Kim Thomson, jewellery maker and arts tutor, has over 25 years of experience in her craft. She hopes to get more people interested in the art of silversmithing through running inclusive workshops. Running workshops in her silversmithing shed and across the city, she hopes to make the practise more accessible to people in Bristol:
Why do you run workshops?
I am passionate about passing on skills and strive to make everything as clear, accessible, enjoyable and as empowering as possible.
When I graduated from university, I didn’t have a concrete idea of what I wanted to do. I thought I wanted to become an exhibition curator and move to New York, so I moved back home and secured some work experience as curation assistant at the Shipley Art Gallery, which houses one of the UK’s most significant contemporary craft collections. I very quickly realised it was not for me.
Curation is all about in-depth organisation, impeccable display, pin point accuracy and spreadsheets. To say these things do not play to my strengths is an understatement: my handwriting wasn’t even neat enough to write the postal addresses on the return packages.
One day, both members of the education team rang in sick as a group of 40 school children arrived. An A4 page about log cabin quilts was pushed into my hands and I was told I would have to deliver the session – I knew nothing about log cabin quilts and even less about delivering a workshop. I’m sure I must have done an awful job, but since I didn’t run away screaming, the museum decided to pay me run my own jewellery making sessions.
I did terribly at school. I had undiagnosed learning difficulties including dyslexia and ADHD and I left school with the lowest marks in my year. I was lucky to get a place on a foundation art course which then allowed me to move into a degree in silversmithing. I graduated university with the highest marks in my year and it showed me the difference the right type of learning and teaching style can have.
Why do you love running silversmithing workshops?
I struggle to read and write. Workshops suit me because my brain works best when responding to people in real time and I’m good at verbally explaining things and doing hands-on demonstrations. Because my brain is always thinking of so many options, I’m good at adapting techniques to suit individual students.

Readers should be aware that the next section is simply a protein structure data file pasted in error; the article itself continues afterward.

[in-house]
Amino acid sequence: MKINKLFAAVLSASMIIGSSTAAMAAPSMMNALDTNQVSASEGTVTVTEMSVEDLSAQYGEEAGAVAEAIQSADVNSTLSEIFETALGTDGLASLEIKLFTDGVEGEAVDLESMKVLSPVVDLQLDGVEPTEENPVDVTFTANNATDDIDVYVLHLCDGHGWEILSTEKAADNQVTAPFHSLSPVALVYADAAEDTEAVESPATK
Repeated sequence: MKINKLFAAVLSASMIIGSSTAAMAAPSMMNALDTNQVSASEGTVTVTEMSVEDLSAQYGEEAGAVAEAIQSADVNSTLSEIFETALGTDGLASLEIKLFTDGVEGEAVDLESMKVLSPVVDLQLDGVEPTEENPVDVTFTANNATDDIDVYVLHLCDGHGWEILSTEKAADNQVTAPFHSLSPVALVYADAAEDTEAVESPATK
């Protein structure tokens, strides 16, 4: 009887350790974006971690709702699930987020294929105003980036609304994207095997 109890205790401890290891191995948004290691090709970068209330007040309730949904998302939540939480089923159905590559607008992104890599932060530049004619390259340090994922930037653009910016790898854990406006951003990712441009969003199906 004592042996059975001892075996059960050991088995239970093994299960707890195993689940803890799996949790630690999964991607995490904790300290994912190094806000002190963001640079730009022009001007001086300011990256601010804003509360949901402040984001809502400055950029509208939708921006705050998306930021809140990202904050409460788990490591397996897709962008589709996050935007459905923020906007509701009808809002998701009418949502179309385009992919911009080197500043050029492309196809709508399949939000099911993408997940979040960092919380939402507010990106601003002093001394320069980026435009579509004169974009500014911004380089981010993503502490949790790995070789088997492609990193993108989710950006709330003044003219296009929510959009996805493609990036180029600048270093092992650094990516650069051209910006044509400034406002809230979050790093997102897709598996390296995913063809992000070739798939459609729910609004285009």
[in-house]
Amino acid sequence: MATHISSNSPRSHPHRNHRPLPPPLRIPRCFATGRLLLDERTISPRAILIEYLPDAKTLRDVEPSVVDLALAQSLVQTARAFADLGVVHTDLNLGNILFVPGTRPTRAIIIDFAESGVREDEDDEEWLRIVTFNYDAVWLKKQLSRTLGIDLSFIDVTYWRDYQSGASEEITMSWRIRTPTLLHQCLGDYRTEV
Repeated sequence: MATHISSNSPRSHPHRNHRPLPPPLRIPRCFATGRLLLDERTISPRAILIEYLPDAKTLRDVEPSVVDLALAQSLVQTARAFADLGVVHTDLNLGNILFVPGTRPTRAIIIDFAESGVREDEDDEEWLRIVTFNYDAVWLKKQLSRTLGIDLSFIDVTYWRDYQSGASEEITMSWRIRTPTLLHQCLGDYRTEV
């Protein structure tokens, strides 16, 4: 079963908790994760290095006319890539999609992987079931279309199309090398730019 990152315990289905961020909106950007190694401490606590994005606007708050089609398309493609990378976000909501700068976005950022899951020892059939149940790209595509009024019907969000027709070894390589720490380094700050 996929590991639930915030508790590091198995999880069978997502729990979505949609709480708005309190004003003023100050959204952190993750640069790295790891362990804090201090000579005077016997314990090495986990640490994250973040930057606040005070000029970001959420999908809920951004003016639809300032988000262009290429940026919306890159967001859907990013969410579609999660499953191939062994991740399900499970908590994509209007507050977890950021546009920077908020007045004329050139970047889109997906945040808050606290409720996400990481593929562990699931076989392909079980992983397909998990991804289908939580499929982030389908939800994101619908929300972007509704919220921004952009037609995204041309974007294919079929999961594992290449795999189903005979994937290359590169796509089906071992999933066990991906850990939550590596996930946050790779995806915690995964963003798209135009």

Silversmithing can be seen as an expensive, exclusive activity that takes many years to learn so I wanted to show how accessible it can be. Also, it’s not necessary to buy expensive tools.
Some of my most shared posts have been when I’ve been demonstrating how you can make beautiful jewellery with a £9 blowtorch, a £1 nail buffer, a £12 rotary tool, a 50p pair of children’s craft scissors and a free potato!
The response has been overwhelming. I regularly get messages from complete beginners expressing how easy it has been for them to follow along at home and how happy they are with what they have created.
Professional jewellers also let me know that they have learned so much, just by recapping the fundamental techniques and tips or through having something explained in a different way.
Can you talk us through a day in the workshop with you?
Every day is different which is why I love it. Most sessions start with a cuppa!
I teach in a very calm and laid-back way because I want to inspire confidence and creativity. I want people to feel comfortable and have fun while creating something they can be very proud of. I demonstrate techniques and offer adaptions when needed but don’t take work from people or do it for them.
I also teach group workshops and courses at The Bristol Folk House on Park Street and Bristol and Bath Craft Workshops in Kingswood.
What do you think it is it about Bristol that sees so many different creative opportunities and such a varied number of workshops people can get involved in?
So many big businesses and creative industries have chosen Bristol as their home. Bristol is full of people from a diverse range of backgrounds and geographic areas. Through this melting pot, Bristol has gained a world-renowned food, street art and music scene.
Cultural and creative influences inspire each other, and it makes sense that workshops develop from this inspiration and vibrancy.
Find out more at www.makeit.kim